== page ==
None of this should matter if we believe to be true the idea inherent in law that the courts can always redress infractions even in cases where victims are dead. Sure the system is slow, little Eolas tells itself, but all the while Microsoft is being assessed interest on that $520 million punitive damage award, so if it isn't paid for years, that hurts Microsoft more than Eolas. At least that's the idea which is, of course, nonsense.

In practice, it doesn't work that way, and not just in America. Take this example of the European Union fining Microsoft. It looks tough, but Microsoft gets to appeal, remember, and this particular part of the EU bureaucracy has been reversed on appeal two out of the last three times. So whatever the fine, Microsoft has two-to-one odds of not having to pay it, or at least of having it substantially reduced. And while the fine looks like a lot of money, to Microsoft it isn't. That $600 million is the amount by which Microsoft increases its cash hoard in TWO WEEKS. Even if the EU had hit Microsoft with its maximum allowable fine of 10 percent of gross global turnover or about $3 billion, it wouldn't have mattered. Paying a $3 billion fine to keep moving a $10 billion annual European cash machine that yields $7 billion in annual profits is a no-brainer. Would you pay $3 billion knowing that doing so would bring in a net profit of $4 billion PER YEAR, especially given the likelihood that the final judgement would be reduced or eliminated entirely? OF COURSE you'd pay the $3 billion, anyone in that position would. And nobody in that position, having paid the $3 billion (or $600 million) would put much effort into real compliance, since THAT's the thing that threatens profits, not paying artificially-capped fines.

So Microsoft will pay the European fine, which will have no impact on their behavior. They will appeal the decision, which will freeze any real enforcement action and effectively authorize continuation for another two to five years of otherwise proscribed behavior while the appeal moves forward. And if its European appeal fails, Microsoft will still be $8-20 billion ahead of where it might be had they actually attempted some version of compliance, which they won't. By that time, too, enough will have changed that Microsoft will have good grounds for arguing that it’s a different world and just maybe all parties should start again from scratch.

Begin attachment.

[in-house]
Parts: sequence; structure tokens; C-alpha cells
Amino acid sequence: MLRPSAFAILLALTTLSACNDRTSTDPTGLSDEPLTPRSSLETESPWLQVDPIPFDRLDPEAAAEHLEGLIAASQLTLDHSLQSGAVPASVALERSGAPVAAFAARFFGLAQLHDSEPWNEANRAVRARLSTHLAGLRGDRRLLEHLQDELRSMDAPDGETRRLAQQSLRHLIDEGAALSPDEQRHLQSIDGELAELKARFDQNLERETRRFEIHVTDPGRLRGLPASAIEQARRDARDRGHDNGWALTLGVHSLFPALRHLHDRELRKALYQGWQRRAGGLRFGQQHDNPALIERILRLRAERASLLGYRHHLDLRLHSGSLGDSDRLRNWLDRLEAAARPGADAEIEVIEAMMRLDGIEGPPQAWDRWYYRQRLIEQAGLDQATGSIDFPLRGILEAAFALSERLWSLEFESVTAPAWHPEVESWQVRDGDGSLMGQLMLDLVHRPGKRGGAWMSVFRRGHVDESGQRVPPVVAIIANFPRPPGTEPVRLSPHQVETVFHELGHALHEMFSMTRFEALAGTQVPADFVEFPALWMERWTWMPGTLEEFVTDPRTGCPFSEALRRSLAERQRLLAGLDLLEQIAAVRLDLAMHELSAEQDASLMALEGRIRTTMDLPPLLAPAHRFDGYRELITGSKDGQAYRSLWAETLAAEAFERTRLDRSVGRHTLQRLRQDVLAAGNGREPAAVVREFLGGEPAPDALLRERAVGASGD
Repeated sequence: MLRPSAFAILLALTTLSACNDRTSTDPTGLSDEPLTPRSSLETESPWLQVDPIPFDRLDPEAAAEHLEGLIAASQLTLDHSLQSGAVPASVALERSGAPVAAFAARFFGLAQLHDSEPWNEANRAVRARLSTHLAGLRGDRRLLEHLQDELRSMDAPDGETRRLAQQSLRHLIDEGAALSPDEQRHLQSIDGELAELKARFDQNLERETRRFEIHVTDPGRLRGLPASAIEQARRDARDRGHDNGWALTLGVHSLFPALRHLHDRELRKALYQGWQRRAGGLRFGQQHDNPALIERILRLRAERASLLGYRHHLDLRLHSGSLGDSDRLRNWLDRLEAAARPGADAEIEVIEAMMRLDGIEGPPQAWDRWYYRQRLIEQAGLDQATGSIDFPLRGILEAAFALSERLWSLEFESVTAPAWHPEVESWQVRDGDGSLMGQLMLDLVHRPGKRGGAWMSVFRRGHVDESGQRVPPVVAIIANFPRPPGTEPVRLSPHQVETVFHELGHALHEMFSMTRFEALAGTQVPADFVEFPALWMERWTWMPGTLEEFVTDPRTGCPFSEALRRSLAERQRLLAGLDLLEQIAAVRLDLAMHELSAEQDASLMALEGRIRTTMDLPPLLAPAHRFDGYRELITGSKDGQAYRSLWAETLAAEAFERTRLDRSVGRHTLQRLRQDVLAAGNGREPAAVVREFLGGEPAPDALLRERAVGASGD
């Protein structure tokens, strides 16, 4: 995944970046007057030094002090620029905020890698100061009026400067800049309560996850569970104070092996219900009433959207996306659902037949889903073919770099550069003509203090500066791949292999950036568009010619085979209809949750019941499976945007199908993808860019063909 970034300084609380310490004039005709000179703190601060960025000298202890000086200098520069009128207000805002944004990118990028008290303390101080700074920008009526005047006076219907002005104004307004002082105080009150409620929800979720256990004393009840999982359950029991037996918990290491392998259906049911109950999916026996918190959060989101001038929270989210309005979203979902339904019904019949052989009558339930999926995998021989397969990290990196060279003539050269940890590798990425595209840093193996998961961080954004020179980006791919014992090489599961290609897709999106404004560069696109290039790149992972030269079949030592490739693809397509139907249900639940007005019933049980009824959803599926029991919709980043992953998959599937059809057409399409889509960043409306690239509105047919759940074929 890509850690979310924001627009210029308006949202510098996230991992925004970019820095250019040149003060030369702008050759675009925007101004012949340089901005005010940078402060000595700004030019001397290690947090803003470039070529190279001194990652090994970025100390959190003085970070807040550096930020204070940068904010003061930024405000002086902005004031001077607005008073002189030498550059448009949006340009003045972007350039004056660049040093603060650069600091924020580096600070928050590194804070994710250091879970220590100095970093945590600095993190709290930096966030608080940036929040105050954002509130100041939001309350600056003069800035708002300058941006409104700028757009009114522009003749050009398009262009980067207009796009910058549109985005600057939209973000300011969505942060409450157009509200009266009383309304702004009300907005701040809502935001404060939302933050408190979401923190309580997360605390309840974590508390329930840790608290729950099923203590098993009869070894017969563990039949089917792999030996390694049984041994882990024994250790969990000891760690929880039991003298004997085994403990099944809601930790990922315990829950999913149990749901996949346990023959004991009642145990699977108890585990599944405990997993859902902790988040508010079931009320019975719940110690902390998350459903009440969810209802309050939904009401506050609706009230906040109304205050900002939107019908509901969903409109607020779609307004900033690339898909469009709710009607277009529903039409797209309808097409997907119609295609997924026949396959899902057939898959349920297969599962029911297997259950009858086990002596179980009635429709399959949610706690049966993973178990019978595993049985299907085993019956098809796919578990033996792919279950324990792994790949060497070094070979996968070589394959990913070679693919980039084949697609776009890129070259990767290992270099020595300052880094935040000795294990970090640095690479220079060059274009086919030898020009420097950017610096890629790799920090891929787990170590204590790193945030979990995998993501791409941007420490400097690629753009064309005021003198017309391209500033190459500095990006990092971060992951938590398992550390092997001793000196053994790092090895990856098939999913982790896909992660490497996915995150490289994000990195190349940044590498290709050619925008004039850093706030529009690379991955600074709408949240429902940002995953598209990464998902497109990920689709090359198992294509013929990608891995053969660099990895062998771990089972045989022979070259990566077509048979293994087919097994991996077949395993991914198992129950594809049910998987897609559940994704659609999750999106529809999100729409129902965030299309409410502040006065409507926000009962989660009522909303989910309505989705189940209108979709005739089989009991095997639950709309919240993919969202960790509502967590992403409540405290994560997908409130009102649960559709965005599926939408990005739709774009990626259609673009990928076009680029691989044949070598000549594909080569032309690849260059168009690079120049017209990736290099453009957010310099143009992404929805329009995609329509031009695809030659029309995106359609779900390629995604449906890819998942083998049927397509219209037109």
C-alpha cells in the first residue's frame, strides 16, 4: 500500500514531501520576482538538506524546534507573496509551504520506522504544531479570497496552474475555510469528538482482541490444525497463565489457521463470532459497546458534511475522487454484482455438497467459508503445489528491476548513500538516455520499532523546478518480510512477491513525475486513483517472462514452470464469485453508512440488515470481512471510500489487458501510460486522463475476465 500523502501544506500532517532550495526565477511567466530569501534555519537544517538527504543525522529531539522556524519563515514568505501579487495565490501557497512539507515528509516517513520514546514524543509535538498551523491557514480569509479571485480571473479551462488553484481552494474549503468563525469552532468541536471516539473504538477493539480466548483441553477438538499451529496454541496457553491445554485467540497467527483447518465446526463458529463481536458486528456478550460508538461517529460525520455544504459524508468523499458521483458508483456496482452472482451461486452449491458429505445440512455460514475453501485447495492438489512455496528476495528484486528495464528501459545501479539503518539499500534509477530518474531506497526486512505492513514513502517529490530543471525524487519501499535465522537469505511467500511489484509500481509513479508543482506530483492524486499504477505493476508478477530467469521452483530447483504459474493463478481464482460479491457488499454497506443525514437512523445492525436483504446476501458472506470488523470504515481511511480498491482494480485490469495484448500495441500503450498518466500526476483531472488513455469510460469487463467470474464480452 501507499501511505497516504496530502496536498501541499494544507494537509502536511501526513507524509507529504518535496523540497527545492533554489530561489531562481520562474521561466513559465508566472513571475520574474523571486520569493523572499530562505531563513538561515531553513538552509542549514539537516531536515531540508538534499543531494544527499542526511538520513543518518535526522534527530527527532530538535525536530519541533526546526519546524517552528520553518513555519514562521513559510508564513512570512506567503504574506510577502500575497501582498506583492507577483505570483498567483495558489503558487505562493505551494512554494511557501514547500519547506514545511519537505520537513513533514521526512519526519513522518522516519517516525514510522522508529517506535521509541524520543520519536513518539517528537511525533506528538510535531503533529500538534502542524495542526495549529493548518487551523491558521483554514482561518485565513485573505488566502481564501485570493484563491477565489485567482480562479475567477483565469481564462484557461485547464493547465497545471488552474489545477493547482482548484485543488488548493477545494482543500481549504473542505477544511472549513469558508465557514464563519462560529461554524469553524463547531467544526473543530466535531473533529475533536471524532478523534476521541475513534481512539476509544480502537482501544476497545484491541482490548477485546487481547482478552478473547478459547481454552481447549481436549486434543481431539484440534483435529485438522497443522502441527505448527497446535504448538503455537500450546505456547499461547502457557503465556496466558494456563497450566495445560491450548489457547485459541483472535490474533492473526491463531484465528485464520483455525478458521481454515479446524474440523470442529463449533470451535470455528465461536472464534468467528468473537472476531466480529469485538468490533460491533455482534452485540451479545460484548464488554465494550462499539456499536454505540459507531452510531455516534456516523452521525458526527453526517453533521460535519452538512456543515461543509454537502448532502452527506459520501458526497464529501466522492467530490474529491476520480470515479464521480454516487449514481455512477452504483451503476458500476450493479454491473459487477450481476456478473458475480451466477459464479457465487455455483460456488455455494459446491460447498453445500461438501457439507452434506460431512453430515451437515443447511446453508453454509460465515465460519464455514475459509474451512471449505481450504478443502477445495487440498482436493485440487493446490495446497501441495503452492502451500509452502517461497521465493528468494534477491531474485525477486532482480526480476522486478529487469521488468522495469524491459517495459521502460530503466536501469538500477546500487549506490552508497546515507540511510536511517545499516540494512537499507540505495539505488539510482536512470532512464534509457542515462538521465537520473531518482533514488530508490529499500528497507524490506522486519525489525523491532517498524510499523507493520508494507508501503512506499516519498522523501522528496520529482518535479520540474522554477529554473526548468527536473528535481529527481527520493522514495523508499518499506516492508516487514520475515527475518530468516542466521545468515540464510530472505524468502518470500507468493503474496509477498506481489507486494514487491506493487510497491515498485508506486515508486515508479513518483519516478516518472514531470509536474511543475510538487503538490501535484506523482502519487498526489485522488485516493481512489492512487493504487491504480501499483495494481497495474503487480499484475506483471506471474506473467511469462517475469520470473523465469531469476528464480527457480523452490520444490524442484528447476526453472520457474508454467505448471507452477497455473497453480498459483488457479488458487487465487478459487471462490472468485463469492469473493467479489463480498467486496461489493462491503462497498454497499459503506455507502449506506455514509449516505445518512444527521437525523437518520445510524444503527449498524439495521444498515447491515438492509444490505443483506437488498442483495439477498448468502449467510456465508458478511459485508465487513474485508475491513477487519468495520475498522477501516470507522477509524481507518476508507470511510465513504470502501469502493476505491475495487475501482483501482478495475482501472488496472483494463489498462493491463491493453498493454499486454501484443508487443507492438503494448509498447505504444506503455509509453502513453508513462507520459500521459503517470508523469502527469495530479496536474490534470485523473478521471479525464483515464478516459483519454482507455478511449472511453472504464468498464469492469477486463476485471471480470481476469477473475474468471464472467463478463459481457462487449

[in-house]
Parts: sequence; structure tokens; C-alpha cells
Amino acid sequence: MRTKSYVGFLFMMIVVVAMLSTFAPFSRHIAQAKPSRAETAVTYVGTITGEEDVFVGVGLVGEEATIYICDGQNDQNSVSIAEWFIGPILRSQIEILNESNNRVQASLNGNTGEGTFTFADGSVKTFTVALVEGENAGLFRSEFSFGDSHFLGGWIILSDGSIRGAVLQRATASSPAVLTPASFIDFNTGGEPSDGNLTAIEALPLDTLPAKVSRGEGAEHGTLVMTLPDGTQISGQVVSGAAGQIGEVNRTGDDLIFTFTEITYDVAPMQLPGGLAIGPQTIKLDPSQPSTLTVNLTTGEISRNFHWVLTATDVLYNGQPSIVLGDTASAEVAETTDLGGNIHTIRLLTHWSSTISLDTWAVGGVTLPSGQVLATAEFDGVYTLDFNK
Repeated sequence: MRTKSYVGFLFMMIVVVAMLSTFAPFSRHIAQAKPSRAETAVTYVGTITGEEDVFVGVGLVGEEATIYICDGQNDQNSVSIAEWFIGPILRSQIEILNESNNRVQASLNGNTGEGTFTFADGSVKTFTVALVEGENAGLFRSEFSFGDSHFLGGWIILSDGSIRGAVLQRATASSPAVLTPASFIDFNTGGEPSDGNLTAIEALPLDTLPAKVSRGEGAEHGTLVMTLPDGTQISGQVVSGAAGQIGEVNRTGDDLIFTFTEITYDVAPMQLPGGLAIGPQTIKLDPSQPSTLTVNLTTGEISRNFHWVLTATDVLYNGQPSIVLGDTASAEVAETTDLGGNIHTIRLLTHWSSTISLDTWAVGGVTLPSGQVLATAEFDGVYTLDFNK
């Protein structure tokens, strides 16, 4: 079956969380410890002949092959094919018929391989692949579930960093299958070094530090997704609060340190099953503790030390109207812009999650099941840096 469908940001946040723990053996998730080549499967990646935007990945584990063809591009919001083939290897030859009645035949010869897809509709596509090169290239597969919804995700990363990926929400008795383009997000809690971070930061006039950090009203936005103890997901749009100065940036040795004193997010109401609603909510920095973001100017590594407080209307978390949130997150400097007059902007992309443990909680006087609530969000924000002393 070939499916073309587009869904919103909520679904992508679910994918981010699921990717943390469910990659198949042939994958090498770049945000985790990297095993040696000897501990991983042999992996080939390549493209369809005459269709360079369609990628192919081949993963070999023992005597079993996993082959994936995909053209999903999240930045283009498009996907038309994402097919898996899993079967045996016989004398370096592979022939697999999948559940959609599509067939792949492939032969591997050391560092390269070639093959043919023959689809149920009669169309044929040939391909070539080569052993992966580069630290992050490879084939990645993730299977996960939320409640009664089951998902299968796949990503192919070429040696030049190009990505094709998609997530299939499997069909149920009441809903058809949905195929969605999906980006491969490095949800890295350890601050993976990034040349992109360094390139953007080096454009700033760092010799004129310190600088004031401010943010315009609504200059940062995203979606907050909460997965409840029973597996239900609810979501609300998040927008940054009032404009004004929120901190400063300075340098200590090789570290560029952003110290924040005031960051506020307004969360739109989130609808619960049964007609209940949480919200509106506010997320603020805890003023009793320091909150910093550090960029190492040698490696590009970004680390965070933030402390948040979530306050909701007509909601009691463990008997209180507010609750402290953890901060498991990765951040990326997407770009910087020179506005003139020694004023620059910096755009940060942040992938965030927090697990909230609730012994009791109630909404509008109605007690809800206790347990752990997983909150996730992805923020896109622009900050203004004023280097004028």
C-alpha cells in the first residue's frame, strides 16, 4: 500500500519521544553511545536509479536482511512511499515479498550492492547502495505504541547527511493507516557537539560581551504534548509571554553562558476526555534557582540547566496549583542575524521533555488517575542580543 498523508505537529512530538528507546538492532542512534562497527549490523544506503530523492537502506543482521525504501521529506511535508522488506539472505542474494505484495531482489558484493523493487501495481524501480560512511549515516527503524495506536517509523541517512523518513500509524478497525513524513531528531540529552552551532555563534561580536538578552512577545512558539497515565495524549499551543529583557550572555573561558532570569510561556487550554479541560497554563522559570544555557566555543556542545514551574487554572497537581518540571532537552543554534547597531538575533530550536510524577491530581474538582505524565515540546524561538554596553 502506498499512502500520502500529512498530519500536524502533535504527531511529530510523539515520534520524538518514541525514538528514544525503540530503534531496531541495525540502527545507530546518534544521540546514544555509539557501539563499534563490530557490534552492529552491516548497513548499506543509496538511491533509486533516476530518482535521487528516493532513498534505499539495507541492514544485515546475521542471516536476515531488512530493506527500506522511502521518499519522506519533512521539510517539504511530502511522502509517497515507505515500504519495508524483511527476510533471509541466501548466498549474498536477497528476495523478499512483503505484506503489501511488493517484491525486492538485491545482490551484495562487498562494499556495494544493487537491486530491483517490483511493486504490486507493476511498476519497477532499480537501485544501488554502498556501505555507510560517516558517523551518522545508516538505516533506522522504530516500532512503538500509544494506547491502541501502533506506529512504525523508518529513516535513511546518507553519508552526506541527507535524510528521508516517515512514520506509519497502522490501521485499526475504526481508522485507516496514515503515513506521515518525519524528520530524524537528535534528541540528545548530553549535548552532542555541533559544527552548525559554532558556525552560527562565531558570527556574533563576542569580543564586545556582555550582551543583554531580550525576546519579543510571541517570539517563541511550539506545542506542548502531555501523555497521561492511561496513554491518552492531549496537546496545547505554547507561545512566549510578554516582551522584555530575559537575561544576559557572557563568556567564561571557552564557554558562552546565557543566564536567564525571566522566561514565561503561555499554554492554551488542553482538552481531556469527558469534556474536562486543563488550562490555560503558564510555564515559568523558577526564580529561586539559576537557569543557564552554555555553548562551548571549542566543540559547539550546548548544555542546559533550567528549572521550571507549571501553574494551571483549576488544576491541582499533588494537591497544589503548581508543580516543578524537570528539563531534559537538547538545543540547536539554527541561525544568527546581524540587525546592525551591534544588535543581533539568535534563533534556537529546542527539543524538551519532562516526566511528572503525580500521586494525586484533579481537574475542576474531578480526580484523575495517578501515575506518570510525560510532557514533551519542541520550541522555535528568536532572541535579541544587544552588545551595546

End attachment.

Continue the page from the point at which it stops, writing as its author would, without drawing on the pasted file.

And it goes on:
Much the same thing is happening in the U.S., too. Microsoft is laboring under a consent decree ostensibly being monitored by Harry Saal and his team up in Redmond, but I'm hearing enough grumblings through friends of friends to believe that Microsoft isn't paying a lick of attention to complying with that agreement. Why should they? Compliance just slows the company down without providing Microsoft any advantage. While it may look like the company agreed to comply, what is really happening is the company agreed to be bound by certain requirements, not necessarily to comply with them. At the end of the day, they can always opt for what's behind door number three, which is the DoJ's punishment for noncompliance. But Microsoft knows that any such punishment won't be enough to reverse the gains of noncompliance, and that there is a good chance there will be no punishment at all.

Viewed as a digital system, Microsoft gains more from noncompliance than from compliance. Microsoft risks less through noncompliance than it would through compliance. Dynamic action gives Microsoft effective control of the master clock because wait states can always be added by hiring more lawyers. And if all else fails, Microsoft can always pull up stakes and move to some other country, the very threat of which would stimulate a frenzy of political ass-kissing that could ultimately result in Bill Gates being named king of somewhere or other, possibly even of the U.S.

Justice is blind, slow, and unequal. What makes this possible is a legal system designed for the late 18th century and operated by a government that effectively believes that while antitrust matters to individuals and companies its effect on nations cancels out. Only it doesn't if the companies involved are as big and powerful as Microsoft or Intel or Wal-Mart -- companies of near-infinite resources and near-total fixation on executing a global strategy.

There are only two ways for a society to address such taking advantage of a legal system. One way is to drag that legal system into the 21st century, which isn't going to happen in America. The other way is to dramatically simplify the legal system along the lines of nomadic justice where there are no prisons nor even capability for collecting damages, so all correction comes down to death or maiming. That isn't going to happen, either, so Microsoft wins.